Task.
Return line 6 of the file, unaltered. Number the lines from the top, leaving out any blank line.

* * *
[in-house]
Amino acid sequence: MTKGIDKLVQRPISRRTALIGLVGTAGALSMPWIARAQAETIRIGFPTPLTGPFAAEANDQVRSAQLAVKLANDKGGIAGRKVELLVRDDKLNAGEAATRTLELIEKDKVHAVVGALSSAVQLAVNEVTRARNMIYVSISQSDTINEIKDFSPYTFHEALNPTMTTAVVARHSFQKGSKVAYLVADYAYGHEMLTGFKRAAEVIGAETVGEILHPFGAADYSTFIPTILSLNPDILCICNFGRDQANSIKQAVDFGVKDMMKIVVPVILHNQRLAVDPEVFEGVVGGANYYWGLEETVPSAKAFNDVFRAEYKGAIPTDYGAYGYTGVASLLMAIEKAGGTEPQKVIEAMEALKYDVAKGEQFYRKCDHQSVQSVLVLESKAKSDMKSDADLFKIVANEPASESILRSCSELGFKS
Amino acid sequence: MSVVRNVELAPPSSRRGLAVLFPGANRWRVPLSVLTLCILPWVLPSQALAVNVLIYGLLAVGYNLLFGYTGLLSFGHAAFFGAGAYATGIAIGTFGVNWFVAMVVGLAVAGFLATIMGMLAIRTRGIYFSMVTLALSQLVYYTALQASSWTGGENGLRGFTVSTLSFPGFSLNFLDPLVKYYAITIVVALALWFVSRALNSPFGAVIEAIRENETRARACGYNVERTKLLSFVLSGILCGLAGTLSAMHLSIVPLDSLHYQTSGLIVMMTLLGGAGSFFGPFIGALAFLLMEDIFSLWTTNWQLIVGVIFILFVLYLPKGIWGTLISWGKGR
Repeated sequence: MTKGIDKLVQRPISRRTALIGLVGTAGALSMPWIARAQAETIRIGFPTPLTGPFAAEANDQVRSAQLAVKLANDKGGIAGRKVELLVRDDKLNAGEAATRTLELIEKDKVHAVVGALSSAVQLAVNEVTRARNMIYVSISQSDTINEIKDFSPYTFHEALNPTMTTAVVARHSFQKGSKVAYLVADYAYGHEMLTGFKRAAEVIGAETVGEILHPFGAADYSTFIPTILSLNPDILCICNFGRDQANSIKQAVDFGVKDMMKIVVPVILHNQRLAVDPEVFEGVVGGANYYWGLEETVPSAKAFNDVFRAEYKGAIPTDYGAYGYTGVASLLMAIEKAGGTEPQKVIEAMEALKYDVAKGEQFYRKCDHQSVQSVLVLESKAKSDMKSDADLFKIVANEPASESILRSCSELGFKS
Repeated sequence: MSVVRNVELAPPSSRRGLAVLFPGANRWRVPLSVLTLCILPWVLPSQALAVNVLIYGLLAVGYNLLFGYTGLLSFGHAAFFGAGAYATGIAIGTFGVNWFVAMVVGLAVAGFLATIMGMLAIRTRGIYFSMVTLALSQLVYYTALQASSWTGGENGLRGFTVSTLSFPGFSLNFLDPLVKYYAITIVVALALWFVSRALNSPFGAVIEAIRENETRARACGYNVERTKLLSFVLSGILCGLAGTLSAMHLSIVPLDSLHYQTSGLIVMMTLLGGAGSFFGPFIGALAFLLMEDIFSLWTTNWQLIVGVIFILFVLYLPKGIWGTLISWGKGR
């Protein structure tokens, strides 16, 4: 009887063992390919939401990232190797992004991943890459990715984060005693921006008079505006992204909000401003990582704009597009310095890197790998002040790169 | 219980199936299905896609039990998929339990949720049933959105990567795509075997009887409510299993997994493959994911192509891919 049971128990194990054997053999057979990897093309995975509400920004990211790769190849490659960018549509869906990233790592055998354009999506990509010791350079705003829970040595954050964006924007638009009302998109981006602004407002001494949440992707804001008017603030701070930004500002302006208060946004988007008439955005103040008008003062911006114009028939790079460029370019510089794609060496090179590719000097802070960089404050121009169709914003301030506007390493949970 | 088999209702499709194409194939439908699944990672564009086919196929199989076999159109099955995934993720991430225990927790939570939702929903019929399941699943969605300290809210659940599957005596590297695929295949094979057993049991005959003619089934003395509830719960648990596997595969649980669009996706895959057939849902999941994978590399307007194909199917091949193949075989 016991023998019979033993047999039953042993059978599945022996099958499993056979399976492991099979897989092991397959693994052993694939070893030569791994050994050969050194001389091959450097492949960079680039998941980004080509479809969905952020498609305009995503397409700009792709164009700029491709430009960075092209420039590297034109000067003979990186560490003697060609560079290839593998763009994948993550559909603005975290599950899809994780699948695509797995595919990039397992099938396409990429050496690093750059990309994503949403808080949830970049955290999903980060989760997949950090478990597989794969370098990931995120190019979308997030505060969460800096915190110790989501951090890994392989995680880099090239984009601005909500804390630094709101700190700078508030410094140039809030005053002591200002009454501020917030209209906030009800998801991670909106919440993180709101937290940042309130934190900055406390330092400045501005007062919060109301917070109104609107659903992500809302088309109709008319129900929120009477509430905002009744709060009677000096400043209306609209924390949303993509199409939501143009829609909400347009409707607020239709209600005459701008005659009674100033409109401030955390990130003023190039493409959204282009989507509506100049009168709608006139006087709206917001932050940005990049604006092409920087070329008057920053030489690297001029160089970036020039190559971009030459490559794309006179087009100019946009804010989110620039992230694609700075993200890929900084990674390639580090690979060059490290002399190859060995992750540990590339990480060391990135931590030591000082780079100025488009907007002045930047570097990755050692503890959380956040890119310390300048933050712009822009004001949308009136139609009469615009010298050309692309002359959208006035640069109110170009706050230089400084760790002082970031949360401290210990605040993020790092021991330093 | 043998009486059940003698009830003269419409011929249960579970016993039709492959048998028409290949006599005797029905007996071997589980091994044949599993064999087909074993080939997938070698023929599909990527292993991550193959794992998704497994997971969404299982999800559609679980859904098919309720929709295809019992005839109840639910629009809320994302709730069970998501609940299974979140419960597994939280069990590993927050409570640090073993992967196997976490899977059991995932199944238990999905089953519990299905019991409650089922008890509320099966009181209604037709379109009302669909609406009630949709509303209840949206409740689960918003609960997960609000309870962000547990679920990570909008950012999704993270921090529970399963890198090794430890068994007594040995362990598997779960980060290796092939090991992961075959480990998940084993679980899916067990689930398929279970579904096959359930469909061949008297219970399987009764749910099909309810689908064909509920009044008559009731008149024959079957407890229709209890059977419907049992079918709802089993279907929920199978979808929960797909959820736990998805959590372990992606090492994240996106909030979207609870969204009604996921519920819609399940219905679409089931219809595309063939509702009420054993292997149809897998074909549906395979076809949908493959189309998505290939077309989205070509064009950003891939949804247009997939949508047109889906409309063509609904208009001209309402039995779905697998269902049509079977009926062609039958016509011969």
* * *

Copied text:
């Protein structure tokens, strides 16, 4: 009887063992390919939401990232190797992004991943890459990715984060005693921006008079505006992204909000401003990582704009597009310095890197790998002040790169 | 219980199936299905896609039990998929339990949720049933959105990567795509075997009887409510299993997994493959994911192509891919 049971128990194990054997053999057979990897093309995975509400920004990211790769190849490659960018549509869906990233790592055998354009999506990509010791350079705003829970040595954050964006924007638009009302998109981006602004407002001494949440992707804001008017603030701070930004500002302006208060946004988007008439955005103040008008003062911006114009028939790079460029370019510089794609060496090179590719000097802070960089404050121009169709914003301030506007390493949970 | 088999209702499709194409194939439908699944990672564009086919196929199989076999159109099955995934993720991430225990927790939570939702929903019929399941699943969605300290809210659940599957005596590297695929295949094979057993049991005959003619089934003395509830719960648990596997595969649980669009996706895959057939849902999941994978590399307007194909199917091949193949075989 016991023998019979033993047999039953042993059978599945022996099958499993056979399976492991099979897989092991397959693994052993694939070893030569791994050994050969050194001389091959450097492949960079680039998941980004080509479809969905952020498609305009995503397409700009792709164009700029491709430009960075092209420039590297034109000067003979990186560490003697060609560079290839593998763009994948993550559909603005975290599950899809994780699948695509797995595919990039397992099938396409990429050496690093750059990309994503949403808080949830970049955290999903980060989760997949950090478990597989794969370098990931995120190019979308997030505060969460800096915190110790989501951090890994392989995680880099090239984009601005909500804390630094709101700190700078508030410094140039809030005053002591200002009454501020917030209209906030009800998801991670909106919440993180709101937290940042309130934190900055406390330092400045501005007062919060109301917070109104609107659903992500809302088309109709008319129900929120009477509430905002009744709060009677000096400043209306609209924390949303993509199409939501143009829609909400347009409707607020239709209600005459701008005659009674100033409109401030955390990130003023190039493409959204282009989507509506100049009168709608006139006087709206917001932050940005990049604006092409920087070329008057920053030489690297001029160089970036020039190559971009030459490559794309006179087009100019946009804010989110620039992230694609700075993200890929900084990674390639580090690979060059490290002399190859060995992750540990590339990480060391990135931590030591000082780079100025488009907007002045930047570097990755050692503890959380956040890119310390300048933050712009822009004001949308009136139609009469615009010298050309692309002359959208006035640069109110170009706050230089400084760790002082970031949360401290210990605040993020790092021991330093 | 043998009486059940003698009830003269419409011929249960579970016993039709492959048998028409290949006599005797029905007996071997589980091994044949599993064999087909074993080939997938070698023929599909990527292993991550193959794992998704497994997971969404299982999800559609679980859904098919309720929709295809019992005839109840639910629009809320994302709730069970998501609940299974979140419960597994939280069990590993927050409570640090073993992967196997976490899977059991995932199944238990999905089953519990299905019991409650089922008890509320099966009181209604037709379109009302669909609406009630949709509303209840949206409740689960918003609960997960609000309870962000547990679920990570909008950012999704993270921090529970399963890198090794430890068994007594040995362990598997779960980060290796092939090991992961075959480990998940084993679980899916067990689930398929279970579904096959359930469909061949008297219970399987009764749910099909309810689908064909509920009044008559009731008149024959079957407890229709209890059977419907049992079918709802089993279907929920199978979808929960797909959820736990998805959590372990992606090492994240996106909030979207609870969204009604996921519920819609399940219905679409089931219809595309063939509702009420054993292997149809897998074909549906395979076809949908493959189309998505290939077309989205070509064009950003891939949804247009997939949508047109889906409309063509609904208009001209309402039995779905697998269902049509079977009926062609039958016509011969």